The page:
Understanding & Establishing Intraosseous Access
Intraosseous (IO) access is an alternative method to providing venous administration of drugs and fluids. Commonly used by the military and pre-hospital medics, intraosseous access has expanded its use to a variety of settings: in the emergency department, at cardiac arrests, in the paediatric population, and is gaining popularity in adult settings where intravenous access is challenging or time critical.
Length of Study: 50 min
Aminosteroids are a group of steroids with a similar structure based on an amino - substituted steroid nucleus.   They are neuromuscular blocking agents , acting as competitive antagonists of the nicotinic acetylcholine receptor (nAChR), and block the signaling of acetylcholine in the nervous system .    These drugs include candocuronium iodide (chandonium iodide), dacuronium bromide , dihydrochandonium , dipyrandium , malouetine , pancuronium bromide , pipecuronium bromide , rapacuronium bromide , rocuronium bromide , stercuronium iodide , and vecuronium bromide .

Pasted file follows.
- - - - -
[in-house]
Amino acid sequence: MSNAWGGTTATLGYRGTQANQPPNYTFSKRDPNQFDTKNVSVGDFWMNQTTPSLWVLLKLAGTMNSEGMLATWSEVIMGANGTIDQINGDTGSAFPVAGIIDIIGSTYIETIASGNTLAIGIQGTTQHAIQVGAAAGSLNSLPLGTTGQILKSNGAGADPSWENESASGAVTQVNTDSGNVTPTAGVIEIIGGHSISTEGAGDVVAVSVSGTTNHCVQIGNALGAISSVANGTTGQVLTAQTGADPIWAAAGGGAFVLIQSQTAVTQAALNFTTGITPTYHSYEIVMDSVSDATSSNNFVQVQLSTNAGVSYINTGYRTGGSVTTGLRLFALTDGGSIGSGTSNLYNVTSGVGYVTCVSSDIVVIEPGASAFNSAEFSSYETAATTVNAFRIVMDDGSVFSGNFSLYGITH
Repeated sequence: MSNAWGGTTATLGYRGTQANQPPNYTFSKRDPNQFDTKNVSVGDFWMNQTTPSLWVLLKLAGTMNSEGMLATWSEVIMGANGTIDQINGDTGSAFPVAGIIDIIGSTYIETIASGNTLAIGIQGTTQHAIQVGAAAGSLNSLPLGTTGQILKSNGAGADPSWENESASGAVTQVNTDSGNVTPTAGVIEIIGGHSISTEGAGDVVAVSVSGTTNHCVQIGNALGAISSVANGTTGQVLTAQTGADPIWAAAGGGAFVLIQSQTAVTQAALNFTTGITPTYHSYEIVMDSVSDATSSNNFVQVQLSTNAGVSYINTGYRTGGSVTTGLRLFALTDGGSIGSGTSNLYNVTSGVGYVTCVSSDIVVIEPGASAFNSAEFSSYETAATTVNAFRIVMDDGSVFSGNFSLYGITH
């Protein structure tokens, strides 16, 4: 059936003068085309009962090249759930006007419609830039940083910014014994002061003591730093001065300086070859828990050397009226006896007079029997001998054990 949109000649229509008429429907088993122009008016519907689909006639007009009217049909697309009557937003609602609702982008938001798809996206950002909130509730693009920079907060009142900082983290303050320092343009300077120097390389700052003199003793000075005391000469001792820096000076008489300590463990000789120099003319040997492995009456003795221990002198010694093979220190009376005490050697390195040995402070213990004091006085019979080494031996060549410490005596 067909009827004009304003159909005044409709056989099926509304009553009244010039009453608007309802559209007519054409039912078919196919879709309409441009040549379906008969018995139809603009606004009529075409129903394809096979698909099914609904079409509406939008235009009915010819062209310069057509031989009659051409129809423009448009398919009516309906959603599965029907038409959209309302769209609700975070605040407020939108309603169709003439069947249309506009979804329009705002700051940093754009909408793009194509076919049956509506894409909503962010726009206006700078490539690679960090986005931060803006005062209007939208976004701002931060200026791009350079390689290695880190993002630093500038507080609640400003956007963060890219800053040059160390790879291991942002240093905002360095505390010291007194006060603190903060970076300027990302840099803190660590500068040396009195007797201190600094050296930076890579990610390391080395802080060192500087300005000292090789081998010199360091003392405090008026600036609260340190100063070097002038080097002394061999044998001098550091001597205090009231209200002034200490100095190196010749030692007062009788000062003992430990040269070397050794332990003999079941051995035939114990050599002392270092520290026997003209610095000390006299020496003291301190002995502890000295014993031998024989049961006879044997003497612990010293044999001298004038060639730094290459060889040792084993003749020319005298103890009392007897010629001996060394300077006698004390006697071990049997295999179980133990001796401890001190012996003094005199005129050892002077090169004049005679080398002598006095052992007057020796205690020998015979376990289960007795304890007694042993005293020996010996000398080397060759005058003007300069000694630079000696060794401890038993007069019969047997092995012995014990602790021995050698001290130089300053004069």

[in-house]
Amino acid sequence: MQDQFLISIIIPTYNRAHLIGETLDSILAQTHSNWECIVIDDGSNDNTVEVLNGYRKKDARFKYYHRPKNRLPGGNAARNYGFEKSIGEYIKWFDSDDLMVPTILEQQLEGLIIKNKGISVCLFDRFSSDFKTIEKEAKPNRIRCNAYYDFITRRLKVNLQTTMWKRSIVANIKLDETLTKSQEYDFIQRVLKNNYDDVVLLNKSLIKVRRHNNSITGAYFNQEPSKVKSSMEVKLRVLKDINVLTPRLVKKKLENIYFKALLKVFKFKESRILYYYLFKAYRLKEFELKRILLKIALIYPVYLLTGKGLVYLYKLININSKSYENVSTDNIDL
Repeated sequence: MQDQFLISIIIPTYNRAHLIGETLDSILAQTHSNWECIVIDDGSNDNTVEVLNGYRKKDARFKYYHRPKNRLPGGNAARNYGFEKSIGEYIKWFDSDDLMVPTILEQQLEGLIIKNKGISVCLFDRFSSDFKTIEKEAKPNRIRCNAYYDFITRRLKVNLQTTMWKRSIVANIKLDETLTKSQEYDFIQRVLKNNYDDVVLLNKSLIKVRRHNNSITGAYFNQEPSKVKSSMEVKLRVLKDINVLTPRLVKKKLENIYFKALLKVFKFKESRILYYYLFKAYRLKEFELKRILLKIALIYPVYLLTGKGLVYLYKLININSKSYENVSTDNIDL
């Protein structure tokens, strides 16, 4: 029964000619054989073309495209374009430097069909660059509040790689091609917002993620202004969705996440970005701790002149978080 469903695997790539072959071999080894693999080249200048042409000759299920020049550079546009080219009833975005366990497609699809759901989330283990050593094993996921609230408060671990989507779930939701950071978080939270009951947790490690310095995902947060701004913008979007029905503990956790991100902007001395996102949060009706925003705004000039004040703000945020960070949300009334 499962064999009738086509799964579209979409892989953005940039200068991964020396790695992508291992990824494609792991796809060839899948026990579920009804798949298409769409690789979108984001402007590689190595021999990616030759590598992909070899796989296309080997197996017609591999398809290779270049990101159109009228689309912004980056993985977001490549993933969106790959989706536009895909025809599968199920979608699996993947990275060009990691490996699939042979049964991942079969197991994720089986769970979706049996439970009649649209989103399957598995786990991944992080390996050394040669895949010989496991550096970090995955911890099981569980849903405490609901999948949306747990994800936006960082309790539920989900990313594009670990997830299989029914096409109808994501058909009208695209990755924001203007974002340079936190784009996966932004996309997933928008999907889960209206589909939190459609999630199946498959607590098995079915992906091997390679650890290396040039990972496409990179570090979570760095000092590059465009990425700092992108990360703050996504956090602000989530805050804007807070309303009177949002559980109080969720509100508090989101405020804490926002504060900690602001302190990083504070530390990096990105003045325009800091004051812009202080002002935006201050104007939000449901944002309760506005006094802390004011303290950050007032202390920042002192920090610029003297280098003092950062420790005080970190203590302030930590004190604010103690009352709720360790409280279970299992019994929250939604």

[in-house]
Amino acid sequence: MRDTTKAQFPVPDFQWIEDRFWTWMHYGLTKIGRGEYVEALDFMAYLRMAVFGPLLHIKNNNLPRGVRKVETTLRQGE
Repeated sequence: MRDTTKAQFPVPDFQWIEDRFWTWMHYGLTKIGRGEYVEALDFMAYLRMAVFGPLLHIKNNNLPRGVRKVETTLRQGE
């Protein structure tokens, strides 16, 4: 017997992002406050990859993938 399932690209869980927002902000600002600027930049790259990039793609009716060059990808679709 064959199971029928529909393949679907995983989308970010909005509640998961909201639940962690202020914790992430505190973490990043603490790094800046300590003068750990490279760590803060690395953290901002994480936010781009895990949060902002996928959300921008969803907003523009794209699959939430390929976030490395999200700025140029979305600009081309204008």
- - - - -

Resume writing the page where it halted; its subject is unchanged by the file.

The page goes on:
The γ- cyclodextrin derivative sugammadex (trade name Bridion) has been recently introduced as a novel agent to reverse the action of rocuronium.  Sugammadex has been in use since 2009 in many European countries; however, it was turned down for approval twice by the US FDA due to concerns over allergic reactions and bleeding,  but finally approved the medication for use during surgical procedures in the United States on December 15, 2015.  Neostigmine can also be used as a reversal agent of rocuronium but is not as effective as sugammadex. Neostigmine is often still used due to its low cost compared with sugammadex.